DOES THE HOST COUNTRY EXPERIENCE THE BRAIN DRAIN OR THE BRAIN GAIN BY ACCEPTING STUDY MIGRANTS?
Published: 29 Sep 2021
Abstract: This study explores the effects of study migrants on the host country’s human capital formation under the possibilities of natives’ labour migration. Although it has been a controversial issue whether study migrants exert negative or non-negative effects on natives when receiving education, their effects on natives’ human capital formation have been overlooked in the previous studies that dealt with human capital formation under migration. This study fills this research gap. By assuming an overlapping generations’ economy, this study attempts to clarify whether the host country experiences the brain drain or the brain gain when study migrants have negative effects on the natives’ education. This study finds that natives’ human capital formation can be enhanced even if study migrants exert negative effects on natives’ education. Moreover, study migrants affect natives’ migration decision, causing the brain gain as well as the brain drain in a dynamic context, even in a situation in which study migrants do not remain in the host country after education. Furthermore, the host country may experience the brain drain when the government strengthens education quality regulation. These results suggest that it is not unreasonable for the host countries to accept study migrants even when they exert negative effects on natives’ education and that the government should not always strengthen the education quality regulation when accepting study migrants.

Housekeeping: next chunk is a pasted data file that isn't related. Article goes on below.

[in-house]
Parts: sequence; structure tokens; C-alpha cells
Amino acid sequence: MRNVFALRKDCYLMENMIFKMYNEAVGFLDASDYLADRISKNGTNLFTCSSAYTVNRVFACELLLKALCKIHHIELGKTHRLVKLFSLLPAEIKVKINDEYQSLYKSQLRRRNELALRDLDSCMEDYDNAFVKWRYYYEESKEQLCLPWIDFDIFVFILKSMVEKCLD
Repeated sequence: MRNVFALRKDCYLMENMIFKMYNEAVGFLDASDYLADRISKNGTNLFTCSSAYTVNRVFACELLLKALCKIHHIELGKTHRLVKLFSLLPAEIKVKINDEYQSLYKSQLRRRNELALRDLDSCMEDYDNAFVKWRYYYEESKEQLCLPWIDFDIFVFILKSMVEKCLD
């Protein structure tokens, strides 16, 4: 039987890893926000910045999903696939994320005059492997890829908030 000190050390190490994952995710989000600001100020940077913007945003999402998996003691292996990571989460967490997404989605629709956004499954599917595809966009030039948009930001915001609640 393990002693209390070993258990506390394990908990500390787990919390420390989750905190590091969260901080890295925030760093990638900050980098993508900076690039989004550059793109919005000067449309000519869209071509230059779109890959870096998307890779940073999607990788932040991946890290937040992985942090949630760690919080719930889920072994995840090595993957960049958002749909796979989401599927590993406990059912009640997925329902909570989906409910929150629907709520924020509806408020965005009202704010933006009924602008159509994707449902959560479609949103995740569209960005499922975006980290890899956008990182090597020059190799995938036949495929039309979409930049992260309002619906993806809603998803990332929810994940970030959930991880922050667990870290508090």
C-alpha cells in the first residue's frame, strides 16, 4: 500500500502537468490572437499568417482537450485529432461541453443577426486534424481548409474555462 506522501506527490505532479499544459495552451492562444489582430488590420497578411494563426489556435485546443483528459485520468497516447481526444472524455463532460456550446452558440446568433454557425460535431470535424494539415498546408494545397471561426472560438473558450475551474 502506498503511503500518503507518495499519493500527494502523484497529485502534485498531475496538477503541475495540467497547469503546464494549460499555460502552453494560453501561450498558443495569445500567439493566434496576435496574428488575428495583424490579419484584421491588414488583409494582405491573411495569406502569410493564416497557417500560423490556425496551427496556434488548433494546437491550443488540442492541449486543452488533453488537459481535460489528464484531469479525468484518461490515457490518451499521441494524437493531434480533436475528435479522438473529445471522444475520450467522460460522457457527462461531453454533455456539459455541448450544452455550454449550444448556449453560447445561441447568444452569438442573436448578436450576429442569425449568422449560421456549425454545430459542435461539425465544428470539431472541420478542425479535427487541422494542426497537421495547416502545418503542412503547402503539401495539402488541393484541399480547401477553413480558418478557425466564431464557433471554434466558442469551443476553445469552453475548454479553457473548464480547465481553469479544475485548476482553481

Keywords: human capital, labour migration, study migration, brain drain, brain gain, overlapping generations’ economy
Cite this article: Akira Shimada. DOES THE HOST COUNTRY EXPERIENCE THE BRAIN DRAIN OR THE BRAIN GAIN BY ACCEPTING STUDY MIGRANTS?. Journal of International Scientific Publications: Economy & Business 15, 260-277 (2021). https://www.scientific-publications.net/en/article/1002248/
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